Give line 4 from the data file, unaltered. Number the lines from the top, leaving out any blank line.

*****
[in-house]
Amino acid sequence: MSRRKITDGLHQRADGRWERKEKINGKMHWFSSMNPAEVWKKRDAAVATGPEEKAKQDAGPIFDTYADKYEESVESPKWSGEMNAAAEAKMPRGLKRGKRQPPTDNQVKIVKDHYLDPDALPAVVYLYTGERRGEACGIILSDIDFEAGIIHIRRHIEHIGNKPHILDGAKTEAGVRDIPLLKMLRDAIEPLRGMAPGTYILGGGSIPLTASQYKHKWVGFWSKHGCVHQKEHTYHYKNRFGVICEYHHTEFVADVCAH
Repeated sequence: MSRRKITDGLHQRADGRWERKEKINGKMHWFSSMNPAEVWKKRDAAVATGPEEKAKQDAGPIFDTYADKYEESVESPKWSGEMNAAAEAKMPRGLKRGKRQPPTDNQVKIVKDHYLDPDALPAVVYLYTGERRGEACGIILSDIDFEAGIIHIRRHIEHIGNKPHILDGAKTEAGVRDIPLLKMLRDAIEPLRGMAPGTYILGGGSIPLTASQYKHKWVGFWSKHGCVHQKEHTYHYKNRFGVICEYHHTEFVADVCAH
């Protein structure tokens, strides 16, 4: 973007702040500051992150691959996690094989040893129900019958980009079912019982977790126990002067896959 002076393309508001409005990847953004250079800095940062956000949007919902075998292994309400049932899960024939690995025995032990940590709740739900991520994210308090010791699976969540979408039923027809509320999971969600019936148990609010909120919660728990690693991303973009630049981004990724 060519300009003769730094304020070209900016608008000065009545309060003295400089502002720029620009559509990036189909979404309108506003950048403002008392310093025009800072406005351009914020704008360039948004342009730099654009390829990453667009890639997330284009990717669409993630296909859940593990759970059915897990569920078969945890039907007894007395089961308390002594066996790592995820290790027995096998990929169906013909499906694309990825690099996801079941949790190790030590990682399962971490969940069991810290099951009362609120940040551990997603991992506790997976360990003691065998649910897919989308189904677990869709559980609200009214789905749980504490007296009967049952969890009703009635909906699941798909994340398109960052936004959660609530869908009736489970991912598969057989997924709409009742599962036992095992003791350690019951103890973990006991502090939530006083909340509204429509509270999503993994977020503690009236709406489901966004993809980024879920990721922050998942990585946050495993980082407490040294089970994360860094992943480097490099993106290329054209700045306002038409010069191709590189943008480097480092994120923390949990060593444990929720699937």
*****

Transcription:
């Protein structure tokens, strides 16, 4: 973007702040500051992150691959996690094989040893129900019958980009079912019982977790126990002067896959 002076393309508001409005990847953004250079800095940062956000949007919902075998292994309400049932899960024939690995025995032990940590709740739900991520994210308090010791699976969540979408039923027809509320999971969600019936148990609010909120919660728990690693991303973009630049981004990724 060519300009003769730094304020070209900016608008000065009545309060003295400089502002720029620009559509990036189909979404309108506003950048403002008392310093025009800072406005351009914020704008360039948004342009730099654009390829990453667009890639997330284009990717669409993630296909859940593990759970059915897990569920078969945890039907007894007395089961308390002594066996790592995820290790027995096998990929169906013909499906694309990825690099996801079941949790190790030590990682399962971490969940069991810290099951009362609120940040551990997603991992506790997976360990003691065998649910897919989308189904677990869709559980609200009214789905749980504490007296009967049952969890009703009635909906699941798909994340398109960052936004959660609530869908009736489970991912598969057989997924709409009742599962036992095992003791350690019951103890973990006991502090939530006083909340509204429509509270999503993994977020503690009236709406489901966004993809980024879920990721922050998942990585946050495993980082407490040294089970994360860094992943480097490099993106290329054209700045306002038409010069191709590189943008480097480092994120923390949990060593444990929720699937």